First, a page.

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Sustainability in the Aluminum Industry in North America Presentation for NAM Marshall Jinlong Wang July 2013.

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Presentation on theme: "Sustainability in the Aluminum Industry in North America Presentation for NAM Marshall Jinlong Wang July 2013."— Presentation transcript:

1 Sustainability in the Aluminum Industry in North America Presentation for NAM Marshall Jinlong Wang July 2013

2 Contents Aluminum Association and Aluminum Products Approach to Sustainability Actions to Sustainability Future Opportunities

3 The Aluminum Association  98 Member Companies: 51 aluminum producers and semi-fabricators and 47 technology and service providers  Representing the majority of aluminum product’s value chain including resource extraction, material production and product fabrication  Membership highly diversified with multinational companies, regional players and local small businesses  Goal is to promote the production and use of aluminum as the sustainable material of choice

4 Characteristics of Aluminum and Products  Strong and light weight  Versatile - Can be made into any shapes, sizes, and gauges to serve any designated functions  Rust & corrosion resistance  Great thermal and electrical conductor  Infinitely recyclable  Serving hundreds of millions of people in their daily life from food and accommodation to mobility and entertainment

5 Life Cycle of Aluminum

6 Approach to Sustainability Triple-Bottom-Line Life-Cycle-Thinking

7 Sustainability – Step I Research and Support  Analyzing the industry – quantitative approach  Identify trends, challenges and opportunities  Lay foundations for benchmarking and future goal setting  Analysis included product analysis and industry analysis  Extensive data survey and information compiling:  life cycle assessment survey,  industry sustainability management survey,  product use phase survey,  recycling survey, etc. – a very slow and painful process

8 Sustainability – Step II Benchmark and Continuous Improvement  Set long-term goals and sustainability pathways – voluntary programs  Reduce GHG Emissions and other environmental footprints  Document and Improve Use Phase Benefits  Increase Material Recovery  Promote and monitor progress  Keep the material for future generations

9 Step I Findings  Tremendous progress has been achieved during the past two decades in increasing efficiency and reducing environmental footprints during the production stage.  from 1990 to 2010, primary energy demand associated with primary aluminum production has been reduced 26%. Primary energy demand for aluminum recycling has been reduced 52%  Aluminum applications help society save energy and reduce environmental footprints.  Our research found that the energy savings of our products help achieved during the use phase offset the energy demand during the production phase, making aluminum an energy neutral industry  Aluminum recycling not only help save critical natural resources but also significantly save energy and reduce environmental footprints.  Recycling aluminum can save up to 95% of energy demanded for producing aluminum from bauxite ore.  End-of-life aluminum recycling in North America helps save at least 406 trillion Btu of energy each year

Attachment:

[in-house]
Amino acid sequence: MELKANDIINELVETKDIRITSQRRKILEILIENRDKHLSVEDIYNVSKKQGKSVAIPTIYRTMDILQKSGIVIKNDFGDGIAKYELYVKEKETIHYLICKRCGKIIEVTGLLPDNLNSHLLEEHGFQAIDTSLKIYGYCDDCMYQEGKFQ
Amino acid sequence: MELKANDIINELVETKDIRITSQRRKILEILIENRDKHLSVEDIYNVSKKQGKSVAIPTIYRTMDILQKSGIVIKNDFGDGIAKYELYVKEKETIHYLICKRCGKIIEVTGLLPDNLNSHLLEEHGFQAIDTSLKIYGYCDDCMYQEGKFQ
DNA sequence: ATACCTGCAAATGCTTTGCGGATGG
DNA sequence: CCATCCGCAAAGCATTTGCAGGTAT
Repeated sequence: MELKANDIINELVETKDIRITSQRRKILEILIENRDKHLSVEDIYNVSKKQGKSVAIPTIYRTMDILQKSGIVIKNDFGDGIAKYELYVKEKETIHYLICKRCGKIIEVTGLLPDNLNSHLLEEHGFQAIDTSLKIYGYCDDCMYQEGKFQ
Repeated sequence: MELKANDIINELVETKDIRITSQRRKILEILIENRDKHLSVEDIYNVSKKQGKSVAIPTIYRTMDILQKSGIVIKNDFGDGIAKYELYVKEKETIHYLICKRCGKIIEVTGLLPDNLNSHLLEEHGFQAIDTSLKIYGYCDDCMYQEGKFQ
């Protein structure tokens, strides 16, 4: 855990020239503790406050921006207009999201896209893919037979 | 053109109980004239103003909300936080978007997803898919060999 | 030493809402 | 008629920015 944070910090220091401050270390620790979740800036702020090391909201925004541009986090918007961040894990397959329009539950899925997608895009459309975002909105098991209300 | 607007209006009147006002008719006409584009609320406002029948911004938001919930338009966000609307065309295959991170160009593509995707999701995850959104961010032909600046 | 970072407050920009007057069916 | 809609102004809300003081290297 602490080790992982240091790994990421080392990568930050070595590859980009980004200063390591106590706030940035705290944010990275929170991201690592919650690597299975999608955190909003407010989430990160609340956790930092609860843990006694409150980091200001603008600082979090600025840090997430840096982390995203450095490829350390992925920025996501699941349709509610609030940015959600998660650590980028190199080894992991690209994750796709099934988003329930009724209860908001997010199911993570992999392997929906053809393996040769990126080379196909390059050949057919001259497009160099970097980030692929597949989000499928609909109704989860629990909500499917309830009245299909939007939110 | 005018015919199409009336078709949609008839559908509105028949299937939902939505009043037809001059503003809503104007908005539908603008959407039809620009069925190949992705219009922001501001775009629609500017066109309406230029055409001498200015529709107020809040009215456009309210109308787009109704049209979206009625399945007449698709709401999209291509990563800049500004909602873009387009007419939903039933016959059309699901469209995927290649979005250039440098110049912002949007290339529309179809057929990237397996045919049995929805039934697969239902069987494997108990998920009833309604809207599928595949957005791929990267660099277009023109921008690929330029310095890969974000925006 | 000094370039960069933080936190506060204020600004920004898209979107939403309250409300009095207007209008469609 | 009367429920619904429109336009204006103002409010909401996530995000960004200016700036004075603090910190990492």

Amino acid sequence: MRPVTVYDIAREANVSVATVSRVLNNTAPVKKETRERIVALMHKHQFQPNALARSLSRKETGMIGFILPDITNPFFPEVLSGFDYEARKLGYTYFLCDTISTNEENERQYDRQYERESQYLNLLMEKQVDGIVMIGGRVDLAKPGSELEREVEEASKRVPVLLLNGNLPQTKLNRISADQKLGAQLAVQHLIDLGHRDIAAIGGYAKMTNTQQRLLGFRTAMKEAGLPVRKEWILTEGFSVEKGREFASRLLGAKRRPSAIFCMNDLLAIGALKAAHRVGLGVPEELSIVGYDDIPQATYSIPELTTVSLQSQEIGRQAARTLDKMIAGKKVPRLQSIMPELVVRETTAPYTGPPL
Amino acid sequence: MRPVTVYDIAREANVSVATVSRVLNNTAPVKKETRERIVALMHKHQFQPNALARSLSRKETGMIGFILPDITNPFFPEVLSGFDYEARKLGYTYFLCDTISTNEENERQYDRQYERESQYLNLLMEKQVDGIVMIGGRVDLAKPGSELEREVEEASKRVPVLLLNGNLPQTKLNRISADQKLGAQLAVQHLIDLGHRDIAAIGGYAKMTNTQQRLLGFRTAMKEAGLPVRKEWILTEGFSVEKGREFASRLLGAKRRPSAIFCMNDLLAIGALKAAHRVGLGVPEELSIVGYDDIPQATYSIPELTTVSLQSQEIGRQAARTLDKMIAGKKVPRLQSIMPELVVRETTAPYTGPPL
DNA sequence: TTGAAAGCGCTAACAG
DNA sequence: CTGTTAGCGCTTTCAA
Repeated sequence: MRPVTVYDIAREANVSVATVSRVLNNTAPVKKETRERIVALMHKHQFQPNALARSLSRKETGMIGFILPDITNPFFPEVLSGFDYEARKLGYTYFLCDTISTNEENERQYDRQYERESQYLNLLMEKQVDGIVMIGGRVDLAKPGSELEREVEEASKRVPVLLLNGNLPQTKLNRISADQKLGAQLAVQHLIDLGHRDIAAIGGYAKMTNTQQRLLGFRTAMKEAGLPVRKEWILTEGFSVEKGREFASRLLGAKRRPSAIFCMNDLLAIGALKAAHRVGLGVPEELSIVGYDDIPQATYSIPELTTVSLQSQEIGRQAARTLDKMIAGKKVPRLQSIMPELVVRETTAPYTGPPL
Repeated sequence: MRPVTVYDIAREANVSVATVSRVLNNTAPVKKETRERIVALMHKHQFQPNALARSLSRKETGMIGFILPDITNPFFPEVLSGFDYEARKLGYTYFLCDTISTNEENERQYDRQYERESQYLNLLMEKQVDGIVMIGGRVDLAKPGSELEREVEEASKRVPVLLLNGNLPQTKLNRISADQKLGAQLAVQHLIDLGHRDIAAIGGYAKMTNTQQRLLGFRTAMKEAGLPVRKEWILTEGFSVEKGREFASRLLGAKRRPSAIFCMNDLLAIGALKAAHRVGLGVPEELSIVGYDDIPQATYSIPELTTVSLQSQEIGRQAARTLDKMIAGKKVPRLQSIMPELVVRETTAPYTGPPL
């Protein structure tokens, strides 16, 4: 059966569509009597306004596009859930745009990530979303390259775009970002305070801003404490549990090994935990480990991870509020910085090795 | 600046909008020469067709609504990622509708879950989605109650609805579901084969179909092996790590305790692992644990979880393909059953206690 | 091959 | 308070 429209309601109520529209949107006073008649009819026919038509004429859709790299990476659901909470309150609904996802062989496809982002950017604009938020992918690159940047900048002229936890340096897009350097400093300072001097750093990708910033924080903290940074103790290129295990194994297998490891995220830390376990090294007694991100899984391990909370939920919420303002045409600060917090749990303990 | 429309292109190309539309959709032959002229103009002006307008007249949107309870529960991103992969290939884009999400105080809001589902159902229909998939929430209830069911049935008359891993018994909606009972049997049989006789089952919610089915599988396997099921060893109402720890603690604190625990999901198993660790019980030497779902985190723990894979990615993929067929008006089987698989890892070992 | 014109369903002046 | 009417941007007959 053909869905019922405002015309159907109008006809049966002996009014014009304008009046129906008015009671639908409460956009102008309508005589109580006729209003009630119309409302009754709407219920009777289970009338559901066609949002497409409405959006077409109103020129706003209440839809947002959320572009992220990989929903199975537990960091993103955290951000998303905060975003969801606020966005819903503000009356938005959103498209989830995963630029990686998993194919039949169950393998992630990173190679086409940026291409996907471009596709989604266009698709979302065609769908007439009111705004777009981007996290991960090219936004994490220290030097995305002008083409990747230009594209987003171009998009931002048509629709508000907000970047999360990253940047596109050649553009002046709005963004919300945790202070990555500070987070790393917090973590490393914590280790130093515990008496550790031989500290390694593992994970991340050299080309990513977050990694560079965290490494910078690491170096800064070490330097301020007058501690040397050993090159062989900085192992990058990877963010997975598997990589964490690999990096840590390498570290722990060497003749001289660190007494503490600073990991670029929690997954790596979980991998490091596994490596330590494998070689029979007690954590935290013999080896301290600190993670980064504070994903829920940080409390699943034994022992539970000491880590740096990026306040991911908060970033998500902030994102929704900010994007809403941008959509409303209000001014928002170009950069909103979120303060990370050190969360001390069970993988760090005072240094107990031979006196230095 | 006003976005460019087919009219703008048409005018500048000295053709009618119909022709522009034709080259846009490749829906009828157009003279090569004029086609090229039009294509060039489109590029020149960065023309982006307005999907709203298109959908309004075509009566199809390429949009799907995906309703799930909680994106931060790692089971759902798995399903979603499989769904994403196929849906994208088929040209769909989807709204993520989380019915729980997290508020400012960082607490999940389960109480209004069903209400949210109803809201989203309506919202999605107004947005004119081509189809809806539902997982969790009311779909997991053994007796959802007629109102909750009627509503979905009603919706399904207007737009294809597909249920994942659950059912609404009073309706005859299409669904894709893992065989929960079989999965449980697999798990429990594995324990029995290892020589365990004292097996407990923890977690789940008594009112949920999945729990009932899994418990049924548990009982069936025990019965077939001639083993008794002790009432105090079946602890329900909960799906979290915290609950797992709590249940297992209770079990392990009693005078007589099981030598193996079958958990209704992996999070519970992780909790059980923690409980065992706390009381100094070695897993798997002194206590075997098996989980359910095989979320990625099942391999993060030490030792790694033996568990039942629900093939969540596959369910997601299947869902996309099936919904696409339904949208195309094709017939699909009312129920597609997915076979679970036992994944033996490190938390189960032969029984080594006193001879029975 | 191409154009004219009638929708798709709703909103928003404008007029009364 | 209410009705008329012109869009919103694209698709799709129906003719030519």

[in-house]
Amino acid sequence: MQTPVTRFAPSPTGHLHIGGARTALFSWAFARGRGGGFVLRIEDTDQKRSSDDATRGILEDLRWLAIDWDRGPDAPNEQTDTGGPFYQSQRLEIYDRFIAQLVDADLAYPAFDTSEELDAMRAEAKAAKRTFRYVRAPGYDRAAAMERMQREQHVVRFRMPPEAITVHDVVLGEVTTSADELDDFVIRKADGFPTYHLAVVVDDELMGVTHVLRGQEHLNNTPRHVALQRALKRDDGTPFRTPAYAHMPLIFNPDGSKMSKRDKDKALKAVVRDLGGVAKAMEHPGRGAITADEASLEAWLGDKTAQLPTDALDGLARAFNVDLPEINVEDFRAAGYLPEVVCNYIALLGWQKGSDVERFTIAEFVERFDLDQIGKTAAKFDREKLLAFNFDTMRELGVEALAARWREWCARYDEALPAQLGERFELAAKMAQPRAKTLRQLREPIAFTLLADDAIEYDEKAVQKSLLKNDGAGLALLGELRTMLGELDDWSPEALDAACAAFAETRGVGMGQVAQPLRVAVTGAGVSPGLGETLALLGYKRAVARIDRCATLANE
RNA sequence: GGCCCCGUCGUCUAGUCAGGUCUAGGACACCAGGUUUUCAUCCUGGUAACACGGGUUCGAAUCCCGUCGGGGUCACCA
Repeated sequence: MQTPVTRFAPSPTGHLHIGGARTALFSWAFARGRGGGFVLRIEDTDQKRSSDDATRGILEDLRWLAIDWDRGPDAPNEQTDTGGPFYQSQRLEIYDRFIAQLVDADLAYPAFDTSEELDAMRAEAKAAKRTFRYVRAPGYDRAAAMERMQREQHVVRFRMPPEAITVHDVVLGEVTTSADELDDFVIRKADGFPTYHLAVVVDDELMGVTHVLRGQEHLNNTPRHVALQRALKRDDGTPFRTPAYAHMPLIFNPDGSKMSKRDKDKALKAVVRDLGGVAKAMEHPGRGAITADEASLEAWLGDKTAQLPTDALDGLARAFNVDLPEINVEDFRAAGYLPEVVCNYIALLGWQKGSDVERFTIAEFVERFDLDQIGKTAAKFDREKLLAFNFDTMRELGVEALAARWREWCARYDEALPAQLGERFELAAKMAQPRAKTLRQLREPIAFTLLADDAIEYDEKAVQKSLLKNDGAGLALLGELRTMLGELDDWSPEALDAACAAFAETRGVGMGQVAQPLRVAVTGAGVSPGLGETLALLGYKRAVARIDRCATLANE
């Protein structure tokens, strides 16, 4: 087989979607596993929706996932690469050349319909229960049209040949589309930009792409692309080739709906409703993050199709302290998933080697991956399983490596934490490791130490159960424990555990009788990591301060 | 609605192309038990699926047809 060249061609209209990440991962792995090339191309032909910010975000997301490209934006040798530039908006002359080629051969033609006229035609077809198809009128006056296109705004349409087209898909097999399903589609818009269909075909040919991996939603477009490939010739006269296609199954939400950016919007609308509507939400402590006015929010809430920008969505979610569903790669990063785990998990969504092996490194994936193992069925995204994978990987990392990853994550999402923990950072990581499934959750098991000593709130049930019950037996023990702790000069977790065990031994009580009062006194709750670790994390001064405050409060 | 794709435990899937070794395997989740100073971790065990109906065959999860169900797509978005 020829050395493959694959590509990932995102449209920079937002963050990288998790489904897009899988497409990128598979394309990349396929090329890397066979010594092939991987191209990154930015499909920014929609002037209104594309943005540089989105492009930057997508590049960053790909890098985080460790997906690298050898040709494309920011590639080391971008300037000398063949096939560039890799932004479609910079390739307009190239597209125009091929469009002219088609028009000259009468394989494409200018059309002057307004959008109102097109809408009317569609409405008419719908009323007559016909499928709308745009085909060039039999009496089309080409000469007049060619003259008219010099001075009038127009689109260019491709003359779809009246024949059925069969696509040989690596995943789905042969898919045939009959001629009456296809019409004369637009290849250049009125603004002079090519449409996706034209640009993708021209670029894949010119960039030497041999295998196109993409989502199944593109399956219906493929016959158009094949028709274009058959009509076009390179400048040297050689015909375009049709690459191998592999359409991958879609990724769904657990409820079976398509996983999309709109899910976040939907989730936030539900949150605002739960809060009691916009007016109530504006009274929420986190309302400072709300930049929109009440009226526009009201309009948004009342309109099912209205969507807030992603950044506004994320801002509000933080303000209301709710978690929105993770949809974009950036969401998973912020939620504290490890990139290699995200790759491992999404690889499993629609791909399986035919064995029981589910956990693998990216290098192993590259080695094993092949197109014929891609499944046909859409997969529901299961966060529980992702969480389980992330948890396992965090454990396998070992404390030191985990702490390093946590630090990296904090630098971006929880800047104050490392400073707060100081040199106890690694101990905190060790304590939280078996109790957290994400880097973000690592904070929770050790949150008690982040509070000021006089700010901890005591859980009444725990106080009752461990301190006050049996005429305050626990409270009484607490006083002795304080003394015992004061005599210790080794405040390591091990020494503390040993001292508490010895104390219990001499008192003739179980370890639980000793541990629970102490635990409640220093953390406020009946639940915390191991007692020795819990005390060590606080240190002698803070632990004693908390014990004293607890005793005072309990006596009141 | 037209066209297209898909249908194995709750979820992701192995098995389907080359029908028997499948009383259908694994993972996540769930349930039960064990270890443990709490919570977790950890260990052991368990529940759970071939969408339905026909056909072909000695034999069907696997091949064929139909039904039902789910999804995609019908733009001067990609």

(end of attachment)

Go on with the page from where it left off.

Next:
10 Step I Findings – Continued  Industry voluntary sustainability programs have had significant contributions to the society in reducing the environmental footprint.  from 1990, the North American aluminum industry has voluntarily reduced its PFC (a greenhouse gas) emission intensity of primary aluminum production by 85%.  This is the equivalent of a total of 200 million tons of CO2e elimination over two decades  Leader in using renewable energy among material industries: the share of renewable energy use for aluminum products is the highest among most other common materials –  more than 30% in terms of accumulative primary energy demand  75% during the aluminum smelting process

11 Future Opportunities  Recycling – limited understanding and consistent metal loss during the end-of-life of some products – estimated at least one million tons of metal loss each year  Product use phase – very limited understanding in terms of what’s exactly happening during the use time due to the extremely diversified applications as well as the very long life time in use  How can we do better – Constant efficiency improvement versus law of physics – Limited influence for small businesses on their supply chain – Technological breakthrough process takes time

12 Appendix: Footprints of the Industry

13 Appendix: Current Voluntary Programs

14 For more information, please visit:

15 Questions? Thank You!

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